In - grounds ugly ' with weeds and
rubbish. - ... .
It is not only the cities, but the
country as well, , that la England is
kept - neat... .Frugality conspiring
with neatness has in many places
turned portions of the railroad right
of way Into vegetable gardens., Vil
lages are as clean as a tidy house
keeper's home. ' Weeds are kept from
the road, the grasa of every 'small
yard la cut, and very frequently roses
are trained op the side of the house
and over the doorway. And. If. there
are vacant lots they are kept scrupu
lously free ' from weeds and litter.
"Every portion of the island," this
writer says, "seems to belong to
some one anxious to keep It In a
respectable condition." " This Is Jusf
the spirit and purpose that Ms so
XAiceably and jegretably lacking In
We realise that this Is a new
country as compared with England;
that English people -have had sev
eral centuries to our on to render
their country nesr that they have a
little country while we have a very
big one to look after, the population
there being many to our one, te
the square mile, and that therefore
we cannot be reasonably expected to
equal England In civic neatness; but
we can -and 'should Improve condi
tions a good deal, and more rapidly,
ia mn respect. is noi aiiogemer
a matter of sentiment or aesthetics,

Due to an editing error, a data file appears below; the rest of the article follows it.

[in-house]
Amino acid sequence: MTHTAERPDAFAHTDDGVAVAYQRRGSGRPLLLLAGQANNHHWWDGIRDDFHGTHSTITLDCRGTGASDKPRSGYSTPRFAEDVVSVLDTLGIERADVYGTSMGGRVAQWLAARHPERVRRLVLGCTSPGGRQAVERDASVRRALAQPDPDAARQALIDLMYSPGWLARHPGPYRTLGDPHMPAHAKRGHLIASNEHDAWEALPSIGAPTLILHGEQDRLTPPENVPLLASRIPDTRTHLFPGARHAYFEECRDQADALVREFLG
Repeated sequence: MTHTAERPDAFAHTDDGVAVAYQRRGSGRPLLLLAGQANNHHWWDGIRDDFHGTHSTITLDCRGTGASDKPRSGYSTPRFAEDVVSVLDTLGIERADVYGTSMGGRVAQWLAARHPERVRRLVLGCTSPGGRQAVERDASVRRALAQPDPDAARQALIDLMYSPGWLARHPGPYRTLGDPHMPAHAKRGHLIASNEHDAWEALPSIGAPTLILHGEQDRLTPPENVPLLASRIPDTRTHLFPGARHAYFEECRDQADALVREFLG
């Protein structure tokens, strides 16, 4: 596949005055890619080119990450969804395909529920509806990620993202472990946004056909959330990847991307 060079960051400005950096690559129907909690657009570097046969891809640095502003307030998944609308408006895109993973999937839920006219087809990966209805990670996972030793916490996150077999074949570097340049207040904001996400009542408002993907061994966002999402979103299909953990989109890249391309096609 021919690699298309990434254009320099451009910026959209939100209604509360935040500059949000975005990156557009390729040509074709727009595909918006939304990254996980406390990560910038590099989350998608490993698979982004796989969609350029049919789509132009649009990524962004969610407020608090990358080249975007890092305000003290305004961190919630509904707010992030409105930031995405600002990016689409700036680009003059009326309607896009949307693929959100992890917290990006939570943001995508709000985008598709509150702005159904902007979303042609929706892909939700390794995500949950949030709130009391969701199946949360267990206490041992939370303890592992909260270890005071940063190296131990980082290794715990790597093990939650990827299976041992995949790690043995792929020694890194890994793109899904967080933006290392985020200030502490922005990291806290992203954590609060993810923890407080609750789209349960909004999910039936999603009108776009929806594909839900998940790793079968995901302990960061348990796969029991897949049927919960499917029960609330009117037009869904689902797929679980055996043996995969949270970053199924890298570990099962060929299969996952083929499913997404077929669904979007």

but is of real, practical Importance.
It Is worth a good deal to a city or
neighborhood to get a widespread
reputation for cleanliness, neatness,
beauty. , ; '.,..;,.
PEOPLE AND1 LEGISLATURE.
THERE IS nearly a million dol
lars in the state treasury. ' Ore-
X Con Is "in good shape," finan
cially. It owes no state debt
The big appropriations will all be
paid. , Everything Is all right,
isn't UT . ; ". Vr-v,:,
Being' something of-a kicker we
say no, and , the fault of . what Is
wrong 'rests entirely upon that ag
gregation of honorablea who .com
prised the last legislature. , They did
some good things, "some bad ones;
but towering above all these Is one
thing that they ought to have done,
and knew It, but did not do; that Is,
to shift the bufden of taxation which
provides this million dollars, and
must provide other; millions. -
There should be but' little' If any
state 'tax In Oregon hereafter.
Other states, notably Wisconsin, an-
der the masterful, leadership or La
Follette, make publio htllity and
other corporations pay for running
the state government, and relieve the
panpla entirely of a state tax; why
not Oregon? . ,
It la none too early to begin for
mulating and. expressing the demand
for this change. . The last legislature
knew very well what the people de
mandel Jn Jthla. respect, jret dldnoth
ing; nay, defeated such partial meas
ures as were proposed. The lesson
is "plain: Defeat ""every member of
the last legislature It he does not
hold over, who did not do all he could